Mum-to-be ‘too young’ for smear test despite having abnormal cells on cervixFebruary 24, 2019
A mum-to-be has been told she’s ‘too young’ for a smear test – despite having abnormal cells on her cervix .
Demi Ablett, who is expecting her first baby in July, was diagnosed with CIN 2 which means there’s a moderate chance the cells on the gateway to her womb will become cancerous.
But despite this she cannot have a cervical screening and is now speaking out about how important they are, reports Plymouth Live .
The 23-year-old, from Newquay, initially went to her doctor with fatigue and heavy bleeding after an abortion in 2013 aged 17, but claims she was misdiagnosed as having an abnormal period.
Demi explained: “At first I was misdiagnosed. They said that it was abnormal period and thought it would be sorted with contraception.
“After 18 months, I found out I had CIN 2 and have been struggling with it since.”
CIN 2 is caused by human papillomavirus (HPV) and treatment to remove them is usually recommended.
Demi was diagnosed aged 19 and she has not been able to have a smear test since.
She said: “I saw a gynaecologist, who immediately booked me in for an operation to remove pre-cancerous cells.
“I’ve been going back and forth from the hospital, having procedures.
“In the last four years I’ve been on three tablets a day for two years, biopsies nearly every month, three procedures on my cervix where they removed the pre-cancerous and cancerous cells.”
The minimum age to get a cervical screening in the UK is currently 25, and is justified by the fact that cervical cancer is very rare below that age and that it is common to have abnormalities which usually go away by themselves.
Due to the different operations that Demi has had over the years, she was told that there was a high chance that she could not have a child.
She explained: “For the last two years I have massively struggled due to the fact I was advised I may not be able to conceive and that if the speed and continuous spreading carried on a hysterectomy would be on the cards.
“I am now nearly 20 weeks pregnant but in those 20 weeks I’ve had a trip to Treliske every two weeks to check my cervix length, midwife appointments nearly every two weeks, consultation appointments and prenatal appointments.
“It’s going well but I have to go to the hospital every week. The operations were to remove parts of the cervix and that’s what made it difficult. My cervix is too short. I could have had a premature baby, a miscarriage, etc.”
She said that she wants to share her story to make sure young women or teenagers do not experience what she has gone through.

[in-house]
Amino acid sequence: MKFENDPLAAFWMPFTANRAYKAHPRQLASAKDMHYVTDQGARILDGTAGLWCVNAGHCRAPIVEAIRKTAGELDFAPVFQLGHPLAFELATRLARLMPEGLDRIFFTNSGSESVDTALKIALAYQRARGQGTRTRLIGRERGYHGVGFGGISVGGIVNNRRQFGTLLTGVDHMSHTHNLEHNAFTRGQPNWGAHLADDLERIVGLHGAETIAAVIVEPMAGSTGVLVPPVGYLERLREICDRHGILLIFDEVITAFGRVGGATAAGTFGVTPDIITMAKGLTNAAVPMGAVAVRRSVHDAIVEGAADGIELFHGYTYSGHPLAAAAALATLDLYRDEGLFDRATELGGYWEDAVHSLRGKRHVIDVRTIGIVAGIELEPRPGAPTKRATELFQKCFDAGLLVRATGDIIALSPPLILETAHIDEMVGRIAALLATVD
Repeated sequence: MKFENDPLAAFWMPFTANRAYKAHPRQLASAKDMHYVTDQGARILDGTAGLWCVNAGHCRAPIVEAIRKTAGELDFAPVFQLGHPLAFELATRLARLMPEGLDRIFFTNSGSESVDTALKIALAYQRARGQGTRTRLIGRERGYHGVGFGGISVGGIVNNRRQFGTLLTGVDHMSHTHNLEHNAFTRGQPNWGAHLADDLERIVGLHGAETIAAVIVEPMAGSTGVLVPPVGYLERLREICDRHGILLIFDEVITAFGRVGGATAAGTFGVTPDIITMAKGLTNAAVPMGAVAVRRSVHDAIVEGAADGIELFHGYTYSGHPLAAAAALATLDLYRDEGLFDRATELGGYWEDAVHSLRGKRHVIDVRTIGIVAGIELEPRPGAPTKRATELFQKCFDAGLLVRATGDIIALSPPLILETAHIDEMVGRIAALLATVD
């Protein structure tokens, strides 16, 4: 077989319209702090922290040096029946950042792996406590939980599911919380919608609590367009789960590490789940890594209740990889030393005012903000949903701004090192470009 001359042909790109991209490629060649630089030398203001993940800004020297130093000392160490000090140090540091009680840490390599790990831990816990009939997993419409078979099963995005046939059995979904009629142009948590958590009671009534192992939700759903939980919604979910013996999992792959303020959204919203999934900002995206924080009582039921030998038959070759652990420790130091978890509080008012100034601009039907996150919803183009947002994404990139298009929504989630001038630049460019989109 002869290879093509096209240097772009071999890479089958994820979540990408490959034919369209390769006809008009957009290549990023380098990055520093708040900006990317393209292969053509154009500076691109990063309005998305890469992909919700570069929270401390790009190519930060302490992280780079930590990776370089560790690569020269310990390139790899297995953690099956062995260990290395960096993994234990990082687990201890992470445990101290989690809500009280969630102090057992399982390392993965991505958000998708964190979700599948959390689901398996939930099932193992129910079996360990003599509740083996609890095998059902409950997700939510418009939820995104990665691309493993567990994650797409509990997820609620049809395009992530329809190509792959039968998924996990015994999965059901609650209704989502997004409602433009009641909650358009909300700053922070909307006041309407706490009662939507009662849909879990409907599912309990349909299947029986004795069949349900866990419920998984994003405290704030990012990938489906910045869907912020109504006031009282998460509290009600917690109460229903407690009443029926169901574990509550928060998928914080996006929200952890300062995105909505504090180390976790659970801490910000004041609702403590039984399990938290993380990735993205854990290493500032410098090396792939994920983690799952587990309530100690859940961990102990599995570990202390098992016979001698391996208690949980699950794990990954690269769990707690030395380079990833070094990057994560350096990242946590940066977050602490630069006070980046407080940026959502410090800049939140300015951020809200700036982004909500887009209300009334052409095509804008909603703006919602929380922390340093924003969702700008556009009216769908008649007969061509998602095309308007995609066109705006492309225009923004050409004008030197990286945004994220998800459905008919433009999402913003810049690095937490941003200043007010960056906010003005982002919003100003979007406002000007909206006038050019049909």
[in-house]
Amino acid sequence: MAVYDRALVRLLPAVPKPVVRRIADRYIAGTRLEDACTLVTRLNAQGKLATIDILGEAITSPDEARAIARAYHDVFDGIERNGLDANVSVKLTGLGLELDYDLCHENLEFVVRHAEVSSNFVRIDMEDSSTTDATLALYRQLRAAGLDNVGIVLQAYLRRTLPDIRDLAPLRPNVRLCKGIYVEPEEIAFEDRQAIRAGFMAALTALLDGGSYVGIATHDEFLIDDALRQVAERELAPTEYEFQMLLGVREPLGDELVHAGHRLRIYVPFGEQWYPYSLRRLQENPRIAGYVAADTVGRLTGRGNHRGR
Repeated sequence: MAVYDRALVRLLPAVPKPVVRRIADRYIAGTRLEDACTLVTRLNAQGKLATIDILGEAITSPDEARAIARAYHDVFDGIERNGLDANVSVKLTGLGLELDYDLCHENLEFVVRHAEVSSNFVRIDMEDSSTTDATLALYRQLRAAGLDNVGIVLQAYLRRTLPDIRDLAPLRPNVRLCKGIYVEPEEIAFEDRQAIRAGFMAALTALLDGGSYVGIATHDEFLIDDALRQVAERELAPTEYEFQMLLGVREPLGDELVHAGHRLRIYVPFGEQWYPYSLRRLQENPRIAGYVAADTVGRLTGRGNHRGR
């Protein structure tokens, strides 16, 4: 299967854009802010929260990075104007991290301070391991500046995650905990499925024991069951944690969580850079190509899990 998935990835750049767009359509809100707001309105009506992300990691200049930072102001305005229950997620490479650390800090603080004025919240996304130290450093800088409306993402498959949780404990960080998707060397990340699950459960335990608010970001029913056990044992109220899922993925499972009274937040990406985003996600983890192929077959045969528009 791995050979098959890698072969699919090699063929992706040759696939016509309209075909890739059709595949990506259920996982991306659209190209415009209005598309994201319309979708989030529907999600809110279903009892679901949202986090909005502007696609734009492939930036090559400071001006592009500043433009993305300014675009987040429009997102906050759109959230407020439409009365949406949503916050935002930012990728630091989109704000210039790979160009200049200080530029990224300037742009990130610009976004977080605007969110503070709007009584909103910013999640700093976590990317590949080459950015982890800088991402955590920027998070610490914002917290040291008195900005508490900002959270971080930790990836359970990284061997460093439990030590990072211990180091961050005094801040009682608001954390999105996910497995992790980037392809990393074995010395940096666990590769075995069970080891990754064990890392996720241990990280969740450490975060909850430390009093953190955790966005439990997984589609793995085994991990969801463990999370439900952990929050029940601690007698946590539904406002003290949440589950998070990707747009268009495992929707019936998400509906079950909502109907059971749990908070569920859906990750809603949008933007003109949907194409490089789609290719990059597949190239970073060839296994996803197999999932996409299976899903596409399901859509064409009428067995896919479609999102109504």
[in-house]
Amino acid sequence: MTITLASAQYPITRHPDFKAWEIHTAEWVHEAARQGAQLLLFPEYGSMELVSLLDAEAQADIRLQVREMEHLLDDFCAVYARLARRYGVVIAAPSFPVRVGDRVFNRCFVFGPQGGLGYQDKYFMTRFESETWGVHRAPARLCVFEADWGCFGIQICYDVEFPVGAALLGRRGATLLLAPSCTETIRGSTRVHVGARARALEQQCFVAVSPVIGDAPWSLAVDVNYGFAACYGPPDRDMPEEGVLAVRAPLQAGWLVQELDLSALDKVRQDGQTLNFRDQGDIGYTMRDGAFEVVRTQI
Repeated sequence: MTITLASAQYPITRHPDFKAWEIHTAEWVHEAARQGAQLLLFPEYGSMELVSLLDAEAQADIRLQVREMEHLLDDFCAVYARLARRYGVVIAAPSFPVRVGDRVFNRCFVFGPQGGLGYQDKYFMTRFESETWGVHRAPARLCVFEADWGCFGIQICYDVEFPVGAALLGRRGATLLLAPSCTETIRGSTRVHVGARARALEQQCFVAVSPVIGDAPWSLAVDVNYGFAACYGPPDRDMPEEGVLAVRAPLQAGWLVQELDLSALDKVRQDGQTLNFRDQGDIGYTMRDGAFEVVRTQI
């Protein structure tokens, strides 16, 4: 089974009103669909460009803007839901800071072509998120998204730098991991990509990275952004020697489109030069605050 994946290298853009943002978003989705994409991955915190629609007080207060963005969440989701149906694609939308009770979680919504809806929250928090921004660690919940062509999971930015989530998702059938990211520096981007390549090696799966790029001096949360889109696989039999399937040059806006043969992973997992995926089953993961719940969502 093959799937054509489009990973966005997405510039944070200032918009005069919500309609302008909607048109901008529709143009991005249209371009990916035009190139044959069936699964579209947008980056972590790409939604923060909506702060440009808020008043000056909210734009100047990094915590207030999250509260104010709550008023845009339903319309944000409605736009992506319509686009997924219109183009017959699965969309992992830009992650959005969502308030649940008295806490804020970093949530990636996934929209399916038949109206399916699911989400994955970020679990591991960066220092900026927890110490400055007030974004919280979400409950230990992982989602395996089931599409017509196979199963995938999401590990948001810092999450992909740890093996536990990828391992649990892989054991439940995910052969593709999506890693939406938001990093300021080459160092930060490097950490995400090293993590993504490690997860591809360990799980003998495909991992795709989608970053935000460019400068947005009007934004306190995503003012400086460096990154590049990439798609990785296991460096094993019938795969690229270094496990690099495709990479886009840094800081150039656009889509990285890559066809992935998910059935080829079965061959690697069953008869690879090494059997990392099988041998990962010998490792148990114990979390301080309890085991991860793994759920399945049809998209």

“I’m 23, still not the legal age for a smear but yet have suffered massively and my family have as well seeing me go through this,” she said.
“I need to try and tell my story because more woman need to realise a smear isn’t the scary bit – it’s what can happen after.
“The minimum age should be lowered or if girls go to the doctor and ask, they should be offered the test.
“Both of my younger sisters have been to the doctor’s as soon as they were 18 due to all the complications that I’ve had.
“You just have to push and push. When you’re a teenager you know your body. If it doesn’t seem right, you have to ask to be tested.”
Demi is a tattoo model and she says she uses her photo shoots for magazines to raise awareness as much as she can and do campaigns.
She said: “Smear tests should be offered earlier and it’s about getting more girls to do it.
“I raise awareness any way I can. We’ve got to help each other when it comes to smear test and cervical cancer.
“Hospital staff is amazing, everyone is so, so good and they are mostly women so they understand what you’re going through. I’ve found that taking my mother and my grandmother helps.”
In 2009, ministers rejected calls for the screening age for cervical cancer to be lowered, arguing that doing so would cause false positive results and would lead to people receiving unnecessary – and potentially harmful – treatment.
According to the NHS, the symptoms of cervical cancer are unusual vaginal bleeding during or after sex, between your periods or after the menopause, pain during sex, unusual vaginal discharge and pain in the lower back or pelvis.
Most cases of cervical cancer are caused by the human papillomavirus (HPV), and there are effective vaccines that can protect people from contracting HPV.
The vaccines, however, cannot treat existing infections.
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